>> given
    >> symbol. I'm a jazz musician, and we just play whatever the hell we want,
    >> so I
    >> wasn't sure on the specifics of a few of them.

    >
    > I learned classical at school, so had to unlearn a load of stuff when
    > trying to play jazz.
    >
    > OUT:
    > Cmajor =3D> C E G
    >
    > IN:
    > Cmajor =3D> E B =A0or =A0B E
    > =A0(not C: that's the bass player's job)
    > =A0(not G: perfect 5th just reinforces the root)
    > --
    > Posted via http://www.ruby-forum.com/.
    >
    >
    Evan Hanson, Mar 2, 2010
    #3
  4. Re: Music Theory (#229)

    Evan Hanson wrote:
    > Incidentally, I just tested my code on my other machine and got a
    > "warning: parenthesize argument(s) for future version"... I hope
    > there's no seachange in syntax on the way? I'm assuming this is just
    > for ambiguities?


    The message suggests that the parsing might change. I suspect it's
    unlikely, but it's safer to add the parentheses as it suggests.

    There are all sorts of ambiguities arising from poetry mode. For
    example,

    puts (1-2).abs
    and
    puts(1-2).abs

    are parsed differently.
    --
    Posted via http://www.ruby-forum.com/.
    Brian Candler, Mar 2, 2010
    #4
  5. Re: Music Theory (#229)

    On Mon, Mar 1, 2010 at 4:02 PM, Brian Candler <> wrote:
    > Evan Hanson wrote:
    >> Actually, one of the toughest parts
    >> about
    >> this problem was deciding what degrees of the chord are implied by a
    >> given
    >> symbol. I'm a jazz musician, and we just play whatever the hell we want,
    >> so I
    >> wasn't sure on the specifics of a few of them.

    >
    > I learned classical at school, so had to unlearn a load of stuff when
    > trying to play jazz.
    >
    > OUT:
    > Cmajor =3D> C E G
    >
    > IN:
    > Cmajor =3D> E B =A0or =A0B E
    > =A0(not C: that's the bass player's job)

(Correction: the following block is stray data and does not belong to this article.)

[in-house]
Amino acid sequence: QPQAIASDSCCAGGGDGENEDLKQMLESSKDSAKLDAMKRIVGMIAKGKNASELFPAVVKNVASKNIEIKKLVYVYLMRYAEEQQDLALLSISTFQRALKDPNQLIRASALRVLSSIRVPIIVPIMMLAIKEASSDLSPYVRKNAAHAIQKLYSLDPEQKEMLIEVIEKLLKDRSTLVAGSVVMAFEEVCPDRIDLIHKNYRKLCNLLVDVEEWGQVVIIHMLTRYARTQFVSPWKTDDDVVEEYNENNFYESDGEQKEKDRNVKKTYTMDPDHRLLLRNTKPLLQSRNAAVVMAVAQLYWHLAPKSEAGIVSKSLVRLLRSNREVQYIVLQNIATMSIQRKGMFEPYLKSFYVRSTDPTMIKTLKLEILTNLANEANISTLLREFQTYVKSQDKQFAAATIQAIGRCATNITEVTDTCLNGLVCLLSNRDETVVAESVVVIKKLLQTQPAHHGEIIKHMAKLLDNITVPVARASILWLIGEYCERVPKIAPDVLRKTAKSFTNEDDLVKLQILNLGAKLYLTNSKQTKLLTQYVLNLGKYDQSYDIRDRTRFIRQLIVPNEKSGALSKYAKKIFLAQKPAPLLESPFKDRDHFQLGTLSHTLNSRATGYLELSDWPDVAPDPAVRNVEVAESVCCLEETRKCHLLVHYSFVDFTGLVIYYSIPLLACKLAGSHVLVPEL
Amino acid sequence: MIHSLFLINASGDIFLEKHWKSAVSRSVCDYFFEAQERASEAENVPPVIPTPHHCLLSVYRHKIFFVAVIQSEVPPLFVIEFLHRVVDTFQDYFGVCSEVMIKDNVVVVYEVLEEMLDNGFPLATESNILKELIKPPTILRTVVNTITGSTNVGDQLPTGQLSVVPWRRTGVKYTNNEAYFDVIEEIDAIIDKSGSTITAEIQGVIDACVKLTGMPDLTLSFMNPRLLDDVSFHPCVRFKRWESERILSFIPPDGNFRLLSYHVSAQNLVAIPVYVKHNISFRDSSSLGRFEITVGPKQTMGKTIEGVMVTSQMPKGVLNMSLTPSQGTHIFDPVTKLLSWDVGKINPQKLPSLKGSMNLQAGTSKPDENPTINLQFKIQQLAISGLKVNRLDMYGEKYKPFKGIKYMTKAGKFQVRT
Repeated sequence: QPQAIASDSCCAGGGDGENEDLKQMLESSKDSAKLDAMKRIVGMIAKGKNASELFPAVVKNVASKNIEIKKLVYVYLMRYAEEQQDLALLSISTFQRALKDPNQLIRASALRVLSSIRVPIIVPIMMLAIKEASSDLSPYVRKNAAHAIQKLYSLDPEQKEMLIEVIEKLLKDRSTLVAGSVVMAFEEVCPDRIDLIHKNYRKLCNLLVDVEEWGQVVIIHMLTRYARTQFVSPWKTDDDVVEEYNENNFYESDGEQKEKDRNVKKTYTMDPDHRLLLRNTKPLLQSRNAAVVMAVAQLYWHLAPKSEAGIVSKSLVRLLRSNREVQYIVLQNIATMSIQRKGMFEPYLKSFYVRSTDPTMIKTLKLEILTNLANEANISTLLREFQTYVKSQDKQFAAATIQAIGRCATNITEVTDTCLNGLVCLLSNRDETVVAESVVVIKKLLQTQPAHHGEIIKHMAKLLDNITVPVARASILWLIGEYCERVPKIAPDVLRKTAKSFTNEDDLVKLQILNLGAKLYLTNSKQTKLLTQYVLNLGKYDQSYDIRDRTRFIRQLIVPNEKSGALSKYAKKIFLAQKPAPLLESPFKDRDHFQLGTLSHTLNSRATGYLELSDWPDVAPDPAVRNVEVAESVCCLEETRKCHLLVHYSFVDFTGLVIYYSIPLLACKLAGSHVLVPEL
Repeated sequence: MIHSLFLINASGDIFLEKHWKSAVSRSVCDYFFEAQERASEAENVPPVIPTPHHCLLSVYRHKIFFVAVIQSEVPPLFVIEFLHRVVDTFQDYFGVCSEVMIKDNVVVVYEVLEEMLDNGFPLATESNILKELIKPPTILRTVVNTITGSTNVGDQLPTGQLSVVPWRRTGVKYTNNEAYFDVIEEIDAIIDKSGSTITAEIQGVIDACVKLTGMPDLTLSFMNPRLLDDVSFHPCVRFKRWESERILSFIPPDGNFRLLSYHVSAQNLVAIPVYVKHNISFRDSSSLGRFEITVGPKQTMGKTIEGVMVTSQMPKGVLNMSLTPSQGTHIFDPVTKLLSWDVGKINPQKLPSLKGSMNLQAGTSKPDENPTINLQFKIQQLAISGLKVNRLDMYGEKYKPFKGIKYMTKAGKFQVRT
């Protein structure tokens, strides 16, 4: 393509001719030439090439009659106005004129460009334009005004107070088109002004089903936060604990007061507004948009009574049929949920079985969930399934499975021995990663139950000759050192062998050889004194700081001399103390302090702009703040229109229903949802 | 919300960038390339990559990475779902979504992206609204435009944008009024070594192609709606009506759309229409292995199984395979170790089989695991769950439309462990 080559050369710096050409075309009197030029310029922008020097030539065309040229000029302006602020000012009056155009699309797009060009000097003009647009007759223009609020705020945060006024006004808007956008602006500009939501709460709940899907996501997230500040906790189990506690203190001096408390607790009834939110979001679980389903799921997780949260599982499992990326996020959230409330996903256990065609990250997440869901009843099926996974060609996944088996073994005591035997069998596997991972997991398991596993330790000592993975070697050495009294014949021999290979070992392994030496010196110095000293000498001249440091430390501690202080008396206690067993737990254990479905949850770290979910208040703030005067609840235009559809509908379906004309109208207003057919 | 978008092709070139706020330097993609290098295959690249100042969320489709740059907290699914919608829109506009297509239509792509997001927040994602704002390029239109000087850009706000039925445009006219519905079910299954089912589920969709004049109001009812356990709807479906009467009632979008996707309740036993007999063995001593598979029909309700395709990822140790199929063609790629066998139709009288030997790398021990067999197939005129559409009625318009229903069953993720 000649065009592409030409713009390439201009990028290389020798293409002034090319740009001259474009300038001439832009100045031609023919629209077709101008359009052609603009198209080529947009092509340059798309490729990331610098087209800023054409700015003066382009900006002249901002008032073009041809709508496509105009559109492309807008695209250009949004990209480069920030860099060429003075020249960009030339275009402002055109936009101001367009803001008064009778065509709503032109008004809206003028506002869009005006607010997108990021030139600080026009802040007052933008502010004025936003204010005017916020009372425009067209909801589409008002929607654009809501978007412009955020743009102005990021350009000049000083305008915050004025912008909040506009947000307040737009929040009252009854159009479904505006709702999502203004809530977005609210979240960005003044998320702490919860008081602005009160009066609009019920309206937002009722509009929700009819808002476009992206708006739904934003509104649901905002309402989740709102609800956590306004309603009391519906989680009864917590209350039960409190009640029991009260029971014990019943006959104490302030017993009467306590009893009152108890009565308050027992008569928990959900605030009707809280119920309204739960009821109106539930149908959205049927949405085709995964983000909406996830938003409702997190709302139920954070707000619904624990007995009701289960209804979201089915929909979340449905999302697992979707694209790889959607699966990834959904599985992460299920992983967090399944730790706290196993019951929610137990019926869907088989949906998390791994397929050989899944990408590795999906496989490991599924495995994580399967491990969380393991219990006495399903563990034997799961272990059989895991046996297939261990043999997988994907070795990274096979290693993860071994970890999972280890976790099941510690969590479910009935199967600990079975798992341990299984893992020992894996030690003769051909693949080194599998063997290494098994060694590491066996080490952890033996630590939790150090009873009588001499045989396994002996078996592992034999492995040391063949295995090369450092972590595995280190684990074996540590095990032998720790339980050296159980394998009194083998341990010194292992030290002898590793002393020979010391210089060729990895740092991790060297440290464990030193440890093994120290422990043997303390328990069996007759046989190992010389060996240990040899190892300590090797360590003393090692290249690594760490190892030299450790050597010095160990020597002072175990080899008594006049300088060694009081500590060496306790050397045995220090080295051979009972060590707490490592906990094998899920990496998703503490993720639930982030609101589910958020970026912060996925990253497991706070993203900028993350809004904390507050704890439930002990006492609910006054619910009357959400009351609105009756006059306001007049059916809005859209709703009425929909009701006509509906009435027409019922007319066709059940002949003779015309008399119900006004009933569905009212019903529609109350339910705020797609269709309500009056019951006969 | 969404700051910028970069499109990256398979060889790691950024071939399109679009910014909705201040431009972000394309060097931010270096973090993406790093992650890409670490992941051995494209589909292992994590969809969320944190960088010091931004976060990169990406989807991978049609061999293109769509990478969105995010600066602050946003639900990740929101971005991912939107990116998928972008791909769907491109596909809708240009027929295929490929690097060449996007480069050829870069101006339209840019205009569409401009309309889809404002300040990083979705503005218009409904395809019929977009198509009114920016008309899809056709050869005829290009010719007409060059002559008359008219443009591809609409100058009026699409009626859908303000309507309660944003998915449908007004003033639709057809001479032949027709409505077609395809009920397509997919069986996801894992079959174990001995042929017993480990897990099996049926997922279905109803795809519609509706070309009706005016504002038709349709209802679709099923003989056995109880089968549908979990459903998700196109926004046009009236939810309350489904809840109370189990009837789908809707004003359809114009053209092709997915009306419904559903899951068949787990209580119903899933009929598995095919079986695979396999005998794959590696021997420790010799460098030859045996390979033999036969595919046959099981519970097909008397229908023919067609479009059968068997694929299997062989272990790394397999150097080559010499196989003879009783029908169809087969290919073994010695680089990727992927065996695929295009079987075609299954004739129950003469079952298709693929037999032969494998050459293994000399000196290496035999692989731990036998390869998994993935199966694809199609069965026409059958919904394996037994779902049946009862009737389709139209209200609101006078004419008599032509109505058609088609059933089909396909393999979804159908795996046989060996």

> =A0(not G: perfect 5th just reinforces the root)


    So you're saying that to a Jazz player Cmajor has a note from Cmajor7 ?



    --=20
    Rick DeNatale

    Blog: http://talklikeaduck.denhaven2.com/
    Twitter: http://twitter.com/RickDeNatale
    WWR: http://www.workingwithrails.com/person/9021-rick-denatale
    LinkedIn: http://www.linkedin.com/in/rickdenatale
    Rick DeNatale, Mar 2, 2010
    #5
  6. Re: Music Theory (#229)

    Rick Denatale wrote:
    > So you're saying that to a Jazz player Cmajor has a note from Cmajor7 ?


    Yes. I had to unlearn a lot of stuff :)

    As Evan said, it's the 3rd and 7th which define the nature of the chord,
    so there are four basic shells (minor or major 3rd, together with minor
    or major 7th). You can put them either way up, which allows for smooth
    progressions [1]

    And apart from a couple of rules [2], you can add any other notes of the
    scale to make a fuller chord. The fact that harmony comes from scales
    and not triads was a big revelation to me. Another was the existence of
    lots of other scales like the Lydian.

    Apologies if this is going way off-topic :)

    Cheers,

    Brian.

    [1] e.g. Dm -> G7 -> C could be (F+C), (F+B), (E+B)

    [2] Don't play a perfect 4th with a major 3rd - it jars. And keep either
    the 3rd or 7th towards the bottom of the voicing.
    --
    Posted via http://www.ruby-forum.com/.
    Brian Candler, Mar 2, 2010
    #6
  7. Daniel Moore